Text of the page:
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Cardiology. 1996 Nov-Dec;87(6):492-6.

Heart rate variability in patients with sleep-related breathing disorders.

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Department of Internal Medicine, University of Bonn, Germany.


The increased mortality among patients with obstructive sleep apnea syndrome has been explained in part by the increased incidence of arterial and pulmonary hypertension. A decreased heart rate variability (HRV) has been shown to be associated with an increased mortality as well. We investigated 53 patients, admitted to the hospital for chest pain for sleep-related breathing disorders (SRBD) with an ambulatory screening device (MESAM-IV). HRV was recorded simultaneously. All patients received coronary artery catheterization and 36 had significant coronary artery disease (CAD; 67.9%). Standard time domain parameters were compared by a 4-way Anova for patients with an oxygen desaturation index of more and less than 5/hour and the factors CAD, diabetes and beta-blocker use. The percentage of differences between RR intervals that differ more than 50 ms (pNN > 50: 9.0 +/- 11.1 vs. 19.2 +/- 22.2%: p < 0.05) as well as the root mean square of these differences (38.0 +/- 29.0 vs. 59.2 +/- 51.5 ms; p < 0.05) were significantly decreased in patients with SRBD. In an hourly breakdown the number of desaturations was not correlated with a change in HRV. Mean oxygen saturation was significantly decreased in patients with SRBD (95.2 +/- 1.8 vs. 96.2 +/- 1.42%, p < 0.05), and positively correlated with the pNN > 50 (r = 0.34, p < 0.01). This correlation might suggest a more profound pathophysiological interaction between HRV and SRBD than short-term vagal activation alone. The results favor HRV for inclusion in future risk stratification models in patients with sleep apnea syndrome.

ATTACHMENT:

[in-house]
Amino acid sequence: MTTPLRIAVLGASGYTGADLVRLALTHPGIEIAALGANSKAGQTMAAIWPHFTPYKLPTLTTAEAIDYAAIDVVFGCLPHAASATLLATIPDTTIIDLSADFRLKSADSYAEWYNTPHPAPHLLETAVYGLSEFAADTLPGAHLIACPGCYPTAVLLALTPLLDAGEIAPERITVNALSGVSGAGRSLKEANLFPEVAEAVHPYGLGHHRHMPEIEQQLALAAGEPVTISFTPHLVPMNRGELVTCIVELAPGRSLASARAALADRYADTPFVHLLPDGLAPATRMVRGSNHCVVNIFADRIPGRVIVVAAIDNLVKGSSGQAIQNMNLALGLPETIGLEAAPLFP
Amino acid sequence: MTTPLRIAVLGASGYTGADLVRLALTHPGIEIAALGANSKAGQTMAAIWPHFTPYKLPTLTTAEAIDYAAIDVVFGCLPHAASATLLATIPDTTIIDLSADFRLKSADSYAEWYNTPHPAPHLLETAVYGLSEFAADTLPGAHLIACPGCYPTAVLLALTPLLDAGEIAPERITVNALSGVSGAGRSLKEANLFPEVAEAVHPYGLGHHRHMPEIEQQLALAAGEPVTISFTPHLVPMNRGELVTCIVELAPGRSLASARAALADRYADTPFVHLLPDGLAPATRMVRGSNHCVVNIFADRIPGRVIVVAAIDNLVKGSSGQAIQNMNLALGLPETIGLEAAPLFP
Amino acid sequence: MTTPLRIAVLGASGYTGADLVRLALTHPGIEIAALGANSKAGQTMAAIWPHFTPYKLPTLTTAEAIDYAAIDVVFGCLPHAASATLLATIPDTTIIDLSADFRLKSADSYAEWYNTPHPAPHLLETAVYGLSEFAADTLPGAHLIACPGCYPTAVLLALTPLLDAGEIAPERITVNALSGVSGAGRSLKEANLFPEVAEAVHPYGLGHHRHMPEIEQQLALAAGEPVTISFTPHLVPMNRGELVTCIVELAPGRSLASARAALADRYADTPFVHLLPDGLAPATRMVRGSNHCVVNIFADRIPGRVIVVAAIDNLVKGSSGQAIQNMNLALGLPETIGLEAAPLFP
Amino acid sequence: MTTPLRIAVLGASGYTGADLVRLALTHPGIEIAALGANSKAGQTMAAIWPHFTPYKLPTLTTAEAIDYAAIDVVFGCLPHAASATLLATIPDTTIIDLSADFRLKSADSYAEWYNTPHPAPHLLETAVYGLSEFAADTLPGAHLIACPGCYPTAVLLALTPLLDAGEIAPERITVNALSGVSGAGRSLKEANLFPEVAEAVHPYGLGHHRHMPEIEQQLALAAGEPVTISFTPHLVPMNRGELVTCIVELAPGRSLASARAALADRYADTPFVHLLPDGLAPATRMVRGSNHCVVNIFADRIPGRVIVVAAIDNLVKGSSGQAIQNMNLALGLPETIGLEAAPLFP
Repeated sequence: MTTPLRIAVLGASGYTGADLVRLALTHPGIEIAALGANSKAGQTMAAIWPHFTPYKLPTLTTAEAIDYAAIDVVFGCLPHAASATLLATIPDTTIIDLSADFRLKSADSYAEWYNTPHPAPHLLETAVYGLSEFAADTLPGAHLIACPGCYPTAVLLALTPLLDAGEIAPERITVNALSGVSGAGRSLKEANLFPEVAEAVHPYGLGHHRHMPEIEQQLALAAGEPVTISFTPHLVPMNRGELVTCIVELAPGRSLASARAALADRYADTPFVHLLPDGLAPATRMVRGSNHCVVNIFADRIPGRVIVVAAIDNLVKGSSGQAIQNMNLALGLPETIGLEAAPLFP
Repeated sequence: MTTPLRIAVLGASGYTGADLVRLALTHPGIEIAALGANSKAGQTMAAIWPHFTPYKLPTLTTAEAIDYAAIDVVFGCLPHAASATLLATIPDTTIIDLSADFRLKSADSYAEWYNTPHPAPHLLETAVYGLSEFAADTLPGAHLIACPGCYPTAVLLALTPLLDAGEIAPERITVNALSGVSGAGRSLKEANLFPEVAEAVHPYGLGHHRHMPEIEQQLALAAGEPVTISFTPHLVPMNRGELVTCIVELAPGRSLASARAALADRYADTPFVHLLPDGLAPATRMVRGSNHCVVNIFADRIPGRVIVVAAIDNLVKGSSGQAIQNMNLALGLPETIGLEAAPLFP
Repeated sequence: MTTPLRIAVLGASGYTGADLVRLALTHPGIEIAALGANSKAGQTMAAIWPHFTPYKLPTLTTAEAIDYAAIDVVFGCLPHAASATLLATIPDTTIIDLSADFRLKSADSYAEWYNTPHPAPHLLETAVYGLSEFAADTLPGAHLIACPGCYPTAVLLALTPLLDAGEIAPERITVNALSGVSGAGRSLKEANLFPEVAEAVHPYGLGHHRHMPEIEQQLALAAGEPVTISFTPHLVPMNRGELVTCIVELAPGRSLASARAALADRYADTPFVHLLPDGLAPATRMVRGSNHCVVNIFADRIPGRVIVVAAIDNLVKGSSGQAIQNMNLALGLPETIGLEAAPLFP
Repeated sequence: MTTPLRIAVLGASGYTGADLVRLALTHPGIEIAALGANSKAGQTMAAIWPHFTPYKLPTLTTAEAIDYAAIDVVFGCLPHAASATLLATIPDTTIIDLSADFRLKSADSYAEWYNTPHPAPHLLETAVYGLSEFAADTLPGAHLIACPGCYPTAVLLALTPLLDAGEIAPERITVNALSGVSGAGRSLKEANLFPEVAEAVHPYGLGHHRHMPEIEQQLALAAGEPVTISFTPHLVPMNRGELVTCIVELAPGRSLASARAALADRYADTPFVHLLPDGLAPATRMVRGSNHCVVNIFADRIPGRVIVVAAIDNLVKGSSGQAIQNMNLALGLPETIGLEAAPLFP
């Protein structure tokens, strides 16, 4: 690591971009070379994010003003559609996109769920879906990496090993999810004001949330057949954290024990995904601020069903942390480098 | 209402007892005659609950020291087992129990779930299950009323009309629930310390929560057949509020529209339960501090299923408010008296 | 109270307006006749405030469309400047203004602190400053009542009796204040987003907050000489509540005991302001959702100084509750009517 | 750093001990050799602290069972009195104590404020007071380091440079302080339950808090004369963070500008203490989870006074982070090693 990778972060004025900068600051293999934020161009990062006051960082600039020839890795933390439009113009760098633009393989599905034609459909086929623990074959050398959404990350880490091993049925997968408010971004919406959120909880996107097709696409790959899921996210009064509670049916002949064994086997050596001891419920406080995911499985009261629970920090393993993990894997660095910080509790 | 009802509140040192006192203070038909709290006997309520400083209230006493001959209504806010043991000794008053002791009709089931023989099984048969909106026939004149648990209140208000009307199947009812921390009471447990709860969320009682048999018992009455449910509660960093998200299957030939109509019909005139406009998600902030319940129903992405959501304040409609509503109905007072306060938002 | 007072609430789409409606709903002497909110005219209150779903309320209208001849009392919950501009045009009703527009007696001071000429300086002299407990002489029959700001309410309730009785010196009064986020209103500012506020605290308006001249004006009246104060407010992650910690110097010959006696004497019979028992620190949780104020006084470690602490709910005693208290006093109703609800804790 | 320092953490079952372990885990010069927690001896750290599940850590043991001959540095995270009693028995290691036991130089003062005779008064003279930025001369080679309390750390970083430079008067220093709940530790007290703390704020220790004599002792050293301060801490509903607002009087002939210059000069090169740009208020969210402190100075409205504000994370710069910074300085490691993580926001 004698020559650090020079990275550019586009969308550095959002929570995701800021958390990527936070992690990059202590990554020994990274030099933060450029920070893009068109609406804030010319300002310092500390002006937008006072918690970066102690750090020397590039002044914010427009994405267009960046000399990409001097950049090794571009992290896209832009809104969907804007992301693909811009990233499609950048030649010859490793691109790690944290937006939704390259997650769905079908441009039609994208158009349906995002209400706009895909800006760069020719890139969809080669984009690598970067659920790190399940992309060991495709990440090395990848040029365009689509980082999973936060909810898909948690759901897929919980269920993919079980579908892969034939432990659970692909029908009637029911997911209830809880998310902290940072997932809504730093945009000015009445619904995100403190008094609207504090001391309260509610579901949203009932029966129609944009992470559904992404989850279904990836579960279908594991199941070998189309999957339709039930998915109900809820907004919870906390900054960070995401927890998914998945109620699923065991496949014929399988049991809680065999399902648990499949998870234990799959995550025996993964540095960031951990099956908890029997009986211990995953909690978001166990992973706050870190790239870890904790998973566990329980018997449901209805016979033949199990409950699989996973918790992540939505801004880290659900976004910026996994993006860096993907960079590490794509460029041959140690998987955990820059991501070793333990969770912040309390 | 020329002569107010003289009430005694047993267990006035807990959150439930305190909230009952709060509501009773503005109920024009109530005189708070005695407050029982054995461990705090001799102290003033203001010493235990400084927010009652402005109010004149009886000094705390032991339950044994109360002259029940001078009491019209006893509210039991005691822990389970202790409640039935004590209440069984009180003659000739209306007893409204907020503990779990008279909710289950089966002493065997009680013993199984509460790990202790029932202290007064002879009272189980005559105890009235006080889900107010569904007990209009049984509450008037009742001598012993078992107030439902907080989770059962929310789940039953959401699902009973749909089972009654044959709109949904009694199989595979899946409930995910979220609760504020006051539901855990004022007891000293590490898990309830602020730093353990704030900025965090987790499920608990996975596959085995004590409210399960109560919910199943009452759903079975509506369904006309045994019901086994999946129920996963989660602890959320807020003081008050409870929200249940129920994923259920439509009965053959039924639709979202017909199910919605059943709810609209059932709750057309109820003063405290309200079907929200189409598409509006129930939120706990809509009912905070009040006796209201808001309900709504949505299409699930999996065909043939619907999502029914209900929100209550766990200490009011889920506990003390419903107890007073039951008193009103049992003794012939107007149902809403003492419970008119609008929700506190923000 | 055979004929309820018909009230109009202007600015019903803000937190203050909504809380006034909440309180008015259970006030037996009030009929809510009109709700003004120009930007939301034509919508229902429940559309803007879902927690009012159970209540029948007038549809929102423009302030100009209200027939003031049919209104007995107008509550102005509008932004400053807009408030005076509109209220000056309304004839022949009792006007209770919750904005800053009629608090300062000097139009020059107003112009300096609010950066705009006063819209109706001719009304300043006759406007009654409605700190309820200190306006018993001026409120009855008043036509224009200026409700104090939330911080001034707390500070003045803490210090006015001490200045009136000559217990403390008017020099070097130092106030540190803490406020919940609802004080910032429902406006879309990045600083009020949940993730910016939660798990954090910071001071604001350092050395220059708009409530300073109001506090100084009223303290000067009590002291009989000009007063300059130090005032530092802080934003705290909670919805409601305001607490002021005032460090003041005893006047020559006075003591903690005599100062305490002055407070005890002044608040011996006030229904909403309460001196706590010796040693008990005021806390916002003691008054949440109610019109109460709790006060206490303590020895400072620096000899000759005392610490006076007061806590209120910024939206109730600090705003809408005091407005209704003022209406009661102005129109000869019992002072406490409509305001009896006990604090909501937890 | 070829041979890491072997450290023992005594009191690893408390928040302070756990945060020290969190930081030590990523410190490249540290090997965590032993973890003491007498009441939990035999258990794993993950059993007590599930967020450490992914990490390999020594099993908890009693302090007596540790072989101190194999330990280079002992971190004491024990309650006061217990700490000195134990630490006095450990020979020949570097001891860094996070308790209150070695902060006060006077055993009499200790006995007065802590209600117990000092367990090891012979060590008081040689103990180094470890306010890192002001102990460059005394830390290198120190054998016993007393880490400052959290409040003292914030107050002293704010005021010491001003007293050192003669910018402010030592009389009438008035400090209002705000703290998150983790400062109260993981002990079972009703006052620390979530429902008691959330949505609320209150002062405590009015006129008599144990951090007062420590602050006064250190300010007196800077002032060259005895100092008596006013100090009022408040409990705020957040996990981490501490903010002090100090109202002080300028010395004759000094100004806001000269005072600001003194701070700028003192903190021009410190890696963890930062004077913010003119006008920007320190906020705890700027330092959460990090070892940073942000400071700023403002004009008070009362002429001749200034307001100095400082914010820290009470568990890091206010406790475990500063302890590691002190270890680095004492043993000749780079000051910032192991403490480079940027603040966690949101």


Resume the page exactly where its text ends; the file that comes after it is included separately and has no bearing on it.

[Indexed for MEDLINE]

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